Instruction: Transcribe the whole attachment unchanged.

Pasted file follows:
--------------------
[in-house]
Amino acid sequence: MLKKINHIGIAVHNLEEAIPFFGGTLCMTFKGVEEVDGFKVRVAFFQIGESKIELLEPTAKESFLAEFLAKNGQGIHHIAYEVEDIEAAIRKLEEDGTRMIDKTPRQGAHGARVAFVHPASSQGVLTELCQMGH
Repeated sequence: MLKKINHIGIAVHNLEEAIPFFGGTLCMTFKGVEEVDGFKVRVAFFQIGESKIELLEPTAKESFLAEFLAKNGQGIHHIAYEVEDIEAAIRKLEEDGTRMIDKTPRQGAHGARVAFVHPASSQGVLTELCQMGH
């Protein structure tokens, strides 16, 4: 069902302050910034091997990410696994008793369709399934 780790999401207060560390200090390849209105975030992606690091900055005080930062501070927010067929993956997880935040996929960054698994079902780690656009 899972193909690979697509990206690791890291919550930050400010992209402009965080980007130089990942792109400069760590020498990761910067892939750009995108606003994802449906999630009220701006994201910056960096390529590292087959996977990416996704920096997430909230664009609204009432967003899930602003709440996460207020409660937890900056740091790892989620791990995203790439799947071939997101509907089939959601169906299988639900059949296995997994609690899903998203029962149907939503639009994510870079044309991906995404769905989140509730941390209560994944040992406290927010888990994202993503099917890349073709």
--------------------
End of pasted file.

[in-house]
Amino acid sequence: MLKKINHIGIAVHNLEEAIPFFGGTLCMTFKGVEEVDGFKVRVAFFQIGESKIELLEPTAKESFLAEFLAKNGQGIHHIAYEVEDIEAAIRKLEEDGTRMIDKTPRQGAHGARVAFVHPASSQGVLTELCQMGH
Repeated sequence: MLKKINHIGIAVHNLEEAIPFFGGTLCMTFKGVEEVDGFKVRVAFFQIGESKIELLEPTAKESFLAEFLAKNGQGIHHIAYEVEDIEAAIRKLEEDGTRMIDKTPRQGAHGARVAFVHPASSQGVLTELCQMGH
């Protein structure tokens, strides 16, 4: 069902302050910034091997990410696994008793369709399934 780790999401207060560390200090390849209105975030992606690091900055005080930062501070927010067929993956997880935040996929960054698994079902780690656009 899972193909690979697509990206690791890291919550930050400010992209402009965080980007130089990942792109400069760590020498990761910067892939750009995108606003994802449906999630009220701006994201910056960096390529590292087959996977990416996704920096997430909230664009609204009432967003899930602003709440996460207020409660937890900056740091790892989620791990995203790439799947071939997101509907089939959601169906299988639900059949296995997994609690899903998203029962149907939503639009994510870079044309991906995404769905989140509730941390209560994944040992406290927010888990994202993503099917890349073709």